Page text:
Britain has reportedly decided it can mitigate the risks arising from the use of Huawei Technologies in 5G networks, despite warnings from the US about leaving the telecoms network vulnerable to Chinese espionage.
The conclusion, reached by the National Cyber Security Centre (NCSC), would "carry great weight" with European leaders, the Financial Times reported, citing a source.
"Other nations can make the argument that if the British are confident of mitigation against national security threats then they can also reassure their publics and the US administration that they are acting in a prudent manner in continuing to allow their telecommunications service providers to use Chinese components as long as they take the kinds of precautions recommended by the British," the source told the newspaper.
Huawei, along with another Chinese network equipment company ZTE Corp,, has been accused by the United States of working at the behest of the Chinese government.
The United States, which has said their equipment could be used to spy on Americans, is trying to prevent US companies from buying Huawei routers and switches and is pressing allies such as Britain to do the same.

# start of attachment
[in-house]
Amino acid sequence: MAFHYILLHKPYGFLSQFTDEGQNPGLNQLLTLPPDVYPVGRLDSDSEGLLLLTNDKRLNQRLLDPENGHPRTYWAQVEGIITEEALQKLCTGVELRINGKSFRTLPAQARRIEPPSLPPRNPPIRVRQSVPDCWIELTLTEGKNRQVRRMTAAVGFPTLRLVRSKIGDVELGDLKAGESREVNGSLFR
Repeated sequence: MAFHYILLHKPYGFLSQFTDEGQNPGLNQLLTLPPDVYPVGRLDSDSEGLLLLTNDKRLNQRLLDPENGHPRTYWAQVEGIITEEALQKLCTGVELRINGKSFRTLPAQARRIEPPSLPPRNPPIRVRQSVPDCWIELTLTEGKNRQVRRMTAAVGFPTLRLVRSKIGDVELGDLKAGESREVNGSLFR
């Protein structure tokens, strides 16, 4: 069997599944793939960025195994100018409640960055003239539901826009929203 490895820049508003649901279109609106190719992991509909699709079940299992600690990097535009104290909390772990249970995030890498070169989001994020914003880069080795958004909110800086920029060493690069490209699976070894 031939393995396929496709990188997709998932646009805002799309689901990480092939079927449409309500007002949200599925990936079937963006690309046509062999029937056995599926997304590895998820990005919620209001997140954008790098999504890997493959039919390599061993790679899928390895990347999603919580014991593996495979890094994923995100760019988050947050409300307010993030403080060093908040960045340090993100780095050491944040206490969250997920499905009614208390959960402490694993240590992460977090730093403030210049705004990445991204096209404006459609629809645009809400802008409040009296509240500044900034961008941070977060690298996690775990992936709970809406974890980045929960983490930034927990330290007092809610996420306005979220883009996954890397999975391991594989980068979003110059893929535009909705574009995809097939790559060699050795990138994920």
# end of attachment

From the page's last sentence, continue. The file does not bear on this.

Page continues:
Huawei has repeatedly denied the claims. Last week, Eric Xu, one of Huawei’s three rotating chairmen, accused Washington DC of launching a “coordinated geopolitical campaign” against the company in order to gain leverage in a trade war.
Earlier this month, the chief of Britain's foreign intelligence service said Britain should avoid relying on a monopoly provider of equipment in new 5G mobile networks, but that there were no easy answers to concerns about using Huawei.
Huawei Chief Financial Officer Meng Wanzhou was arrested in Canada in December and faces possible extradition to the United States.